City cracks down on chronic "no-show" Handi-Van riders

By Paul Drewes
Published On: May 11 2014 01:43:56 PM HST
Updated On: May 11 2014 06:38:01 PM HST

With new handi-vans on the way, the city is cracking down on riders who chronically miss their pickups.

HONOLULU -

As Honolulu gets nearly a hundred new Handi-Vans, it starts a new policy to crack down on a costly bad habit by riders.

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Aging vans that repeatedly broke down led to Handi-Van customers regularly complaining about the reliability of their rides.

According to Oahu Transit Service, the slowdown in service is made worse by those who make a reservation but don't show up.

"There are people who call for a van and no one is there to be picked up, because they changed their mind and decided they didn't need it," said Honolulu Mayor Kirk Caldwell.

In January, 7,500 rides or nearly 10 percent of the 90,000 reservations were "no shows" or riders who cancelled when the van arrived or after it had already started its pickup.

Some riders may occasionally miss a pickup because appointments run long, they are ill or have a family emergency, but the city also has a number of riders who chronically do not show up.

In one month, 47 Handi-Van customers each had 10 or more no-shows, adding up to 748 wasted rides.

The worst offender of the group had 47 no-shows in that same month.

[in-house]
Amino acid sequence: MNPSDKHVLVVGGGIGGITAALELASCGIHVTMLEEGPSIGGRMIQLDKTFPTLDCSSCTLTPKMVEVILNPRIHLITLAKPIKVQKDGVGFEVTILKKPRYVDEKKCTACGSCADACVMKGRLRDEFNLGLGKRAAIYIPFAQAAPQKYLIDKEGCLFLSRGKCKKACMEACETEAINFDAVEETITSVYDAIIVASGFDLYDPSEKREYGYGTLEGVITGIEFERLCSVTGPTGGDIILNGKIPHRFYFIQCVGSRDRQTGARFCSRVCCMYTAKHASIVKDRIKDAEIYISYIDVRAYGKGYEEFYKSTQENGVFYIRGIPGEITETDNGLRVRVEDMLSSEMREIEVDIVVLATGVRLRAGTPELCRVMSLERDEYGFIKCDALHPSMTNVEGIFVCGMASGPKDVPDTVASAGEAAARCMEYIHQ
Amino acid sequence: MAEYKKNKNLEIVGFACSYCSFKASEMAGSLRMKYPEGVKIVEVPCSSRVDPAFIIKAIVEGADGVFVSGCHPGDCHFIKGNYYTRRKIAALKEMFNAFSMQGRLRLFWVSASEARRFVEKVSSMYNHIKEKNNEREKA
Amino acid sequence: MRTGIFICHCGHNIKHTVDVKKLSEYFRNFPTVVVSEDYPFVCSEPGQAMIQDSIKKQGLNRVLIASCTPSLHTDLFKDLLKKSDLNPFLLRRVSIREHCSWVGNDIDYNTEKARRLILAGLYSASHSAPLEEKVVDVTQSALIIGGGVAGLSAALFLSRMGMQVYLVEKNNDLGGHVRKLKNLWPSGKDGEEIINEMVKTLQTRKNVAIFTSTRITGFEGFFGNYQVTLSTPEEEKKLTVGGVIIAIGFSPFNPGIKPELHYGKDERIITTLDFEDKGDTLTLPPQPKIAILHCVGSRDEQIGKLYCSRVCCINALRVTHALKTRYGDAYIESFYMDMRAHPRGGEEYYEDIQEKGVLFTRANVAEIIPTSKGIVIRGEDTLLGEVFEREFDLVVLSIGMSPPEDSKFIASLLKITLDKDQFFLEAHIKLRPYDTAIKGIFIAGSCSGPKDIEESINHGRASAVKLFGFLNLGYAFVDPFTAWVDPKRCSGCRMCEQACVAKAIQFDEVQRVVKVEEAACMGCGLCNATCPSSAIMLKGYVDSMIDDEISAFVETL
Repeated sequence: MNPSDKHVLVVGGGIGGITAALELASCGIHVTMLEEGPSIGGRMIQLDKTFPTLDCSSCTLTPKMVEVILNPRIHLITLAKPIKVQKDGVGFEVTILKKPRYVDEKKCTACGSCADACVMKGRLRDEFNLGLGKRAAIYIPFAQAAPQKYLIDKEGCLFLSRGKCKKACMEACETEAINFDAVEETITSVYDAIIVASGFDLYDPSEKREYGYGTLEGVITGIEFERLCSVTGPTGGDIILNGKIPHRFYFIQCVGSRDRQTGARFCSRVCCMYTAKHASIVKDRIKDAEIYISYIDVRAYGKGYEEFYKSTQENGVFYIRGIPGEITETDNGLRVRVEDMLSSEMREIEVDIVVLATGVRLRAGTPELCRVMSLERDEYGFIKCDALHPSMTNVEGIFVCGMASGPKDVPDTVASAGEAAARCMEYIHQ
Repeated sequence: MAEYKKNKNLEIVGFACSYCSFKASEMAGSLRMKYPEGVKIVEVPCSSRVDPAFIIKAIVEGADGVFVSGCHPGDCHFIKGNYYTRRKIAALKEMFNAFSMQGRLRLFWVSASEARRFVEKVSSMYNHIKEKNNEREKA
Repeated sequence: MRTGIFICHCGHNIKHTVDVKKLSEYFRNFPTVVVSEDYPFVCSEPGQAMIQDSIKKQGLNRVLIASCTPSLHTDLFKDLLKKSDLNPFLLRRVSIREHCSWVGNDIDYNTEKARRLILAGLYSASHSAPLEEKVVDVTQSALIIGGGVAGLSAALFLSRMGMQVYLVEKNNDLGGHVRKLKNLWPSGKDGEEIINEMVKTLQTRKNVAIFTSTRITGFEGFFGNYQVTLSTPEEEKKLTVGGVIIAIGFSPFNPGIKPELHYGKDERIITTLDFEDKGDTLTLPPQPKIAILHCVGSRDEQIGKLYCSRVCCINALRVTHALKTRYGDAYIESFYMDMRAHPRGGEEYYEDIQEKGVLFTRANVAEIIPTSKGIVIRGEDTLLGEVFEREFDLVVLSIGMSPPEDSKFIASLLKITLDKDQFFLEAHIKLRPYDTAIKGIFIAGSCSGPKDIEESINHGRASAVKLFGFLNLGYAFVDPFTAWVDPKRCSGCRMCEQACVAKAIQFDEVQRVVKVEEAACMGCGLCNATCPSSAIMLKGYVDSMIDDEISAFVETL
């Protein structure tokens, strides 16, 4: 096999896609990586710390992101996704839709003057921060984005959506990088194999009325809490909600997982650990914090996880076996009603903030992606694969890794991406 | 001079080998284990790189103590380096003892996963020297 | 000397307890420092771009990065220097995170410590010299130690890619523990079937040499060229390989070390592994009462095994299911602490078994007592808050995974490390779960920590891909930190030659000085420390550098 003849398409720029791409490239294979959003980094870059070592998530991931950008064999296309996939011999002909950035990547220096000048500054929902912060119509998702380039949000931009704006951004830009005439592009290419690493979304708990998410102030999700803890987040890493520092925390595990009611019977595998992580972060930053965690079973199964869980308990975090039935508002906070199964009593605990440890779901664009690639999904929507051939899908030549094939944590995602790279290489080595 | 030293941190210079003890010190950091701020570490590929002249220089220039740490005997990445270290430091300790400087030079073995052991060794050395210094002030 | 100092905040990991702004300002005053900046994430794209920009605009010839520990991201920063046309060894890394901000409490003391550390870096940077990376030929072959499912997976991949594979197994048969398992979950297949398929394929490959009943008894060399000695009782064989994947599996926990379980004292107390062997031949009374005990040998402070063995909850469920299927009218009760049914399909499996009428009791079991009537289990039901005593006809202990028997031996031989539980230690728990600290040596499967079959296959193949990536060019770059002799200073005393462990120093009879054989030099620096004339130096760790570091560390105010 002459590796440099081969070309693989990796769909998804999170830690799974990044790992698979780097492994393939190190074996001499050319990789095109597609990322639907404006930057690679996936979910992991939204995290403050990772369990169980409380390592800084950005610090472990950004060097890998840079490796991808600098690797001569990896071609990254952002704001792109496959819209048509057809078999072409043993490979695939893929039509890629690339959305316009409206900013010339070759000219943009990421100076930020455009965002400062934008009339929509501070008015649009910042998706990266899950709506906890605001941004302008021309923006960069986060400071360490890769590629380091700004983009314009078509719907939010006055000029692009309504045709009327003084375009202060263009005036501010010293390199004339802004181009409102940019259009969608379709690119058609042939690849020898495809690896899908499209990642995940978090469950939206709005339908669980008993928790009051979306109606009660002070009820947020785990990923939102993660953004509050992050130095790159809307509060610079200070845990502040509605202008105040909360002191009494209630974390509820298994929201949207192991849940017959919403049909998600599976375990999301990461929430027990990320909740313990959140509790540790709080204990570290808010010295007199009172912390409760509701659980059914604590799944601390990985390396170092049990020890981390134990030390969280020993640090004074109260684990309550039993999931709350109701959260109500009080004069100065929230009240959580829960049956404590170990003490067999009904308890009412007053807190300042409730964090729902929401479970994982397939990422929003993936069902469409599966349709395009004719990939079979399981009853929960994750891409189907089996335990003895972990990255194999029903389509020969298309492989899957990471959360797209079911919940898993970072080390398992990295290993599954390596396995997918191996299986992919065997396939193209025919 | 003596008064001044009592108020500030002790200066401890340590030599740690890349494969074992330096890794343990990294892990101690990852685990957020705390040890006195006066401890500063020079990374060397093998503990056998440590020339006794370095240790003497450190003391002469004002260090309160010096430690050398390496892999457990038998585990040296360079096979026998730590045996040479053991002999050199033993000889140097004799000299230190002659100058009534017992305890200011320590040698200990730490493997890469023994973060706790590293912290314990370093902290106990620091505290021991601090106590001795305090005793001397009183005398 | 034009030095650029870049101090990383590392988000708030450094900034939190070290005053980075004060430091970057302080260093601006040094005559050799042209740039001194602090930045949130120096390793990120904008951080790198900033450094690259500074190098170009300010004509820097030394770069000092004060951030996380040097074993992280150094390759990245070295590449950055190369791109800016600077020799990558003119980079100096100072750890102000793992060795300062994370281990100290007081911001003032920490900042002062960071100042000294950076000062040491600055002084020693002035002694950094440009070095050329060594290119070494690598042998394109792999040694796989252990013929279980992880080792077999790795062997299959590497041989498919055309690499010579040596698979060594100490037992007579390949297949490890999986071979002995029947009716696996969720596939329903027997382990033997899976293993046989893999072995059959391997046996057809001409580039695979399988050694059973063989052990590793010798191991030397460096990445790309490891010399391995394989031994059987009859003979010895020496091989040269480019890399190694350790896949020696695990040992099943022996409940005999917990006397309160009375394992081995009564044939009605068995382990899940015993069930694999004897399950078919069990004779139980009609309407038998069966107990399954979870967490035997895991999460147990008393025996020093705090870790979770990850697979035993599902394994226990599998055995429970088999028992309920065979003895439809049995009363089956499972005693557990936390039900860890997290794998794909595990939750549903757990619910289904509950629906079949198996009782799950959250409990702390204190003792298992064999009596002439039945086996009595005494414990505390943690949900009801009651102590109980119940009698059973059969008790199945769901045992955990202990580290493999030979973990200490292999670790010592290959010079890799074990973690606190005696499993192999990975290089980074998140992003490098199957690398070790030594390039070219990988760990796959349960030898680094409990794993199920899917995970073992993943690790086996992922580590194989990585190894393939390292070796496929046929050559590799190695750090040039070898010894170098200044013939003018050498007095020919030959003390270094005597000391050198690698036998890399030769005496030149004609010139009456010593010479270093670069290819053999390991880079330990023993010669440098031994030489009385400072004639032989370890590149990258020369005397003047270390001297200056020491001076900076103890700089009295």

"People who at the last minute cancel a ride, that takes rides away from others. So we've implemented a plan to try and control that," said Roger Morton with OTS.

The city will now send out a letter to the 14,000 registered riders, letting them know when they've had three or more no-shows or late cancellations in a month.

If that happens again and again, after three months the rider could be suspended from using the Handi-Van service.

"This is aimed at habitual no-show offenders who have a very high frequency of unexcused no-shows," said Morton.

Riders can be excused if they let OTS know they were faced with circumstances beyond their control.

Since each Handi-Van trip costs on average $36, cutting down on unnecessary journeys because chronic no-showers could save the city tens of thousands of dollars each month.

Now that the new no-show policy has started, OTS will be streamlining its reservation system. That should in place by October, when the last of the 99 new Handi-Vans are also expected to go into service.

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